As of this weekend, which (if any) of these major indices were trading higher so far this year?
- Dow Jones Industrial Average (US)
- S&P 500 (US)
- Nasdaq Composite (US)
- Nasdaq 100 (US)
- DAX (Germany)
- CAC 40 (France)
- FTSE 100 (UK)
- EUROSTOXX 50 (Europe)
- IBEX 35 (Spain)
- FTSE MIB (Italy)
- Nikkei (Japan)
- Topix (Japan)
- S&P ASX 200 (Australia)
- HANG SENG (Hong Kong)
- KOSPI (South Korea)
Only the UK’s FTSE 100, though as of today’s drop, the index is currently trading within a couple dozen points of its 2021 close near 7400. Regardless, the outperformance of UK equities is highly notable and impressive against a backdrop of geopolitical conflict, surging prices, and rising interest rates.
What’s driving the relative strength in UK stocks?
The simplest explanation for the strength in the UK stock market is that the construction of the FTSE index features relatively high allocations to the types of stocks that have gotten off to a strong start this year. From a industry-level perspective, the best performing sectors this year have been energy (9.5% weight in the FTSE as of December 31 2021), financials (17.8%), and consumer staples (17.9%); in other words, nearly 50% of the index is in the three strongest sectors so far this year!
At the same time, the index features relatively low allocations to the worst-performing sectors year-to-date, including consumer discretionary (6.9% weight), communication services (4.3%) and technology (1.4%) stocks. In other words, after years of trailing other global indices due to its heavy allocation to underperforming energy and financial stocks and underweight position in the strong technology and communication sectors, the current market environment has been a near “perfect storm” scenario for the types of stocks in the FTSE index holds.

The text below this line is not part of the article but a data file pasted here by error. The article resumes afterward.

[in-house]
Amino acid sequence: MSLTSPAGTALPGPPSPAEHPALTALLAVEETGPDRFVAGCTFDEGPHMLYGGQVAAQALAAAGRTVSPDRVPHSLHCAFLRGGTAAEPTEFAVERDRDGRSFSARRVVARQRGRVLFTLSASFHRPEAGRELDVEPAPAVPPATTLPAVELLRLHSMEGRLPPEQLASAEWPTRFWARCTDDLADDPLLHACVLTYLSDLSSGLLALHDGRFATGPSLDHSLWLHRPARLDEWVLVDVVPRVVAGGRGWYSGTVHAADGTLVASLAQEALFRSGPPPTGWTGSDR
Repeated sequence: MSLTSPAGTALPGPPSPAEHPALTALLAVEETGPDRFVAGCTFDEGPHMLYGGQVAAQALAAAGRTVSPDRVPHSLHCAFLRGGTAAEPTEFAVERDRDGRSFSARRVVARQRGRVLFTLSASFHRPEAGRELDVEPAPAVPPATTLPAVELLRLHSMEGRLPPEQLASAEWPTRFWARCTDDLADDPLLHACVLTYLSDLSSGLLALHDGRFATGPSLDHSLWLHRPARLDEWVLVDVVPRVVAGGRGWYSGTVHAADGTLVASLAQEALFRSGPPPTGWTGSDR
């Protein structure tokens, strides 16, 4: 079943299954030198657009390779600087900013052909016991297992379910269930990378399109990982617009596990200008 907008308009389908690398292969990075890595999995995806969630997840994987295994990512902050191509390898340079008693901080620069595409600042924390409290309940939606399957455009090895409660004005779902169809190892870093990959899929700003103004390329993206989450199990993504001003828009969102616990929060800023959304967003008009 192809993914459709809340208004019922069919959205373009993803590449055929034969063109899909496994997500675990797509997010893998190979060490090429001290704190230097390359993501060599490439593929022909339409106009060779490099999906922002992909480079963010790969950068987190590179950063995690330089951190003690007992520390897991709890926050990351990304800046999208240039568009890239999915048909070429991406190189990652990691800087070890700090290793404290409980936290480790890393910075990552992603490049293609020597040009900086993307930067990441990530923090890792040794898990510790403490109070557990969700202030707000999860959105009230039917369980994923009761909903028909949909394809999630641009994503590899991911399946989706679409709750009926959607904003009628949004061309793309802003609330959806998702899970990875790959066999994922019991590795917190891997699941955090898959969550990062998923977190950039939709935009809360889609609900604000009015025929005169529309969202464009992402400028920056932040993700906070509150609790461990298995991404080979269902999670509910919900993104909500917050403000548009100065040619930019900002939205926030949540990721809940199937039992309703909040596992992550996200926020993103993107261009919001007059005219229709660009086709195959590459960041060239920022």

Where is the FTSE 100 headed from here?
My colleague Fiona Cincotta covered off the key short-term levels to watch on the UK’s benchmark index in her “Two trades to watch” article earlier today, noting that “A break below  and the 100 sma at 7370 could open the door to 7250 Friday’s low, ahead of 7185 the 2022 low. A break below this level would be significant as it would create a lower low.”
If we do see the index succumb to the broader risk averse environment, the convergence of the 200-day EMA and rising trend line in the in the 7200 zone will be critical. The FTSE has already bounced off these converging support levels four times in the last 13 months, and notably, the index hasn’t see a close below its 200-day EMA since November 2020, so a break below that level would mark a substantial change in the longer-term uptrend.
Source: TradingView, StoneX
Meanwhile, if we see headlines out of Ukraine improve and risk appetite return, the FTSE may be well-poised to extend its year-to-date outperformance with a quick recovery to its post-COVID highs near 7700. Often, the assets that outperform in a market correction are the ones that the lead the way higher when the correction ends!
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